Secular shelf life from Sarah Allen: Nightwoods (book review)


NIGHTWOODS Nightwoods
By Charles Frazier
Hodder and Stoughton. 336 pages. £7.99
ISBN 978 1 444 731 279

If you’re looking for a good autumn book to curl up with and get lost in, then Nightwoods is a good place to start.

Both a gripping thriller and a beautifully drawn picture of place and time, it will engage brain and imagination. Charles Frazier’s first book, Cold Mountain, won national awards and was made into an Oscar-winning film. This, his third, is heading in the same direction because of its detailed description and pace.

No forgiveness

Luce is the young housekeeper of a near-derelict lodge in the Appalachian Mountains. Her alcoholic mother abandoned the family while they were still young and her father is lost in his own addictions and memories. So, when Luce’s near-feral niece and nephew arrive after their mother’s murder, she is left on her own to care for and protect them. Does this sound bleak? It is, especially when the ironically named Bud appears. Yet Frazier’s thoughtful depiction of the woods and garden of this forgotten place lifts the book out of predictable gothic stereotypes. The plotting too is excellent as the author leads the reader to conclusions, only to subvert them and, in the end, through all the menace we are left with a cautious optimism (hope that’s not a spoiler!).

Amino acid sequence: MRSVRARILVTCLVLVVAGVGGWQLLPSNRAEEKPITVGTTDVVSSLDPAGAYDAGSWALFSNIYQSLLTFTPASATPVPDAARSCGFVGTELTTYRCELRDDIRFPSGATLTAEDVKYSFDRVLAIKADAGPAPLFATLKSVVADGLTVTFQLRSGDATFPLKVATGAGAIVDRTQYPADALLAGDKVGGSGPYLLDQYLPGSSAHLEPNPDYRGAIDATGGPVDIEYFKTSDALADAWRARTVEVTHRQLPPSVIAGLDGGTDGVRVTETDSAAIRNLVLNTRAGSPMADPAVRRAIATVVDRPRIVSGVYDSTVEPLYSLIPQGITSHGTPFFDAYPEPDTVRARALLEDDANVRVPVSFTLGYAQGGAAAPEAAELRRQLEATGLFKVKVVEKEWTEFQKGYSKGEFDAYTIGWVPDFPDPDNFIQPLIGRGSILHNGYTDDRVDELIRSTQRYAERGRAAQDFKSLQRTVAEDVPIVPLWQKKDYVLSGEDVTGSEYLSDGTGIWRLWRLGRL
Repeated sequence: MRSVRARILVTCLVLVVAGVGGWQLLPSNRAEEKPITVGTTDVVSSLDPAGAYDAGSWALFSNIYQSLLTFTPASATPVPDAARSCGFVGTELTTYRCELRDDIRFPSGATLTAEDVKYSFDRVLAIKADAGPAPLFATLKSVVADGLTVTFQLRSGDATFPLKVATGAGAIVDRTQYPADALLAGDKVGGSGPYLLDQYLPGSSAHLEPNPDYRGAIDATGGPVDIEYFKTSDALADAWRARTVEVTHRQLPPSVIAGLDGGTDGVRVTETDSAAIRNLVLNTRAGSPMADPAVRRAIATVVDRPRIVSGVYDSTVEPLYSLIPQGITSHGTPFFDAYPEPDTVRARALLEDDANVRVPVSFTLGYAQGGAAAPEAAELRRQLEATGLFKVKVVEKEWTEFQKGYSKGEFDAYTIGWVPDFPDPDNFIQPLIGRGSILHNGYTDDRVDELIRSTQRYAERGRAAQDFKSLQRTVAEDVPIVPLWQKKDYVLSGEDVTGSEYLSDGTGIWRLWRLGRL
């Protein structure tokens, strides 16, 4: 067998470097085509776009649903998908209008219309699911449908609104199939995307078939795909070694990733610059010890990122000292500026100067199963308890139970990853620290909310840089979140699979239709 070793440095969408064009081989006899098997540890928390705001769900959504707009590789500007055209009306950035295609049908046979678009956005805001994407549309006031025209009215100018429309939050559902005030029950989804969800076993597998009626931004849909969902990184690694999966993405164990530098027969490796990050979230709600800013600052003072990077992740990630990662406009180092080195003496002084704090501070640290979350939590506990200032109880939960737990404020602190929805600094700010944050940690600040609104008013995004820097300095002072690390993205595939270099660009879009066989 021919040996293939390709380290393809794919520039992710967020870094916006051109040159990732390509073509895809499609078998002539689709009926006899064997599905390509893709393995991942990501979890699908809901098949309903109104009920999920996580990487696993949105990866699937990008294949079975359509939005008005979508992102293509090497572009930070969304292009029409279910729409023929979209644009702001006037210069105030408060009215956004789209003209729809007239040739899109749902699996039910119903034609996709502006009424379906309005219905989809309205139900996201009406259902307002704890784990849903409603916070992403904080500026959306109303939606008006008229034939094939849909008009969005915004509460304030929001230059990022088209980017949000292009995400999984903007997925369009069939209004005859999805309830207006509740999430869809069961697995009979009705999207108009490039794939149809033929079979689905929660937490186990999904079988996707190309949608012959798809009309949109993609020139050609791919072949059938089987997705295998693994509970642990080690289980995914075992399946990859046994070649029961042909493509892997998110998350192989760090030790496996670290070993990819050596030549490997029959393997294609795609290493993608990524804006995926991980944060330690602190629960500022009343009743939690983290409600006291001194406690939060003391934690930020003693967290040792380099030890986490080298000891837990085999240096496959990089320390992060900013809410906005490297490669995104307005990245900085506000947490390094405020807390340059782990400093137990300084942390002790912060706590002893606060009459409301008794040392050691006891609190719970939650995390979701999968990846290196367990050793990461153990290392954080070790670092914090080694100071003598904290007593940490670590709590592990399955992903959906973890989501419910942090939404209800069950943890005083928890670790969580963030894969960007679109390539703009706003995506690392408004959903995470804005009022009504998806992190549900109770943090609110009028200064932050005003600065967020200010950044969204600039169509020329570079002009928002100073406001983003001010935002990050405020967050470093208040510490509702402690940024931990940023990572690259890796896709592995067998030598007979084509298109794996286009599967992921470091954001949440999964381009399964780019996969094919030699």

I guess what I like about this book, as well as its style, is its robust attitude. The evil that has hurt the central characters in the book is not psychologised away but it is kept at bay by courage and loyalty. There is an uneasy truce too between nature and man and between tradition and progress; the theme threading all together is survival. But in this book the great absence is forgiveness and real reconciliation. This is an unvarnished portrait of a fallen world.

 

Sarah Allen writes the ‘Secular shelf life’ column for EN, is a secondary school English teacher, and is currently involved in evangelism and women’s work at Hope Church, Huddersfield.

This article was first published in the October 2013 issue of Evangelicals Now. For more news, artciles or reviews, subscribe to EN or contact us for more information.
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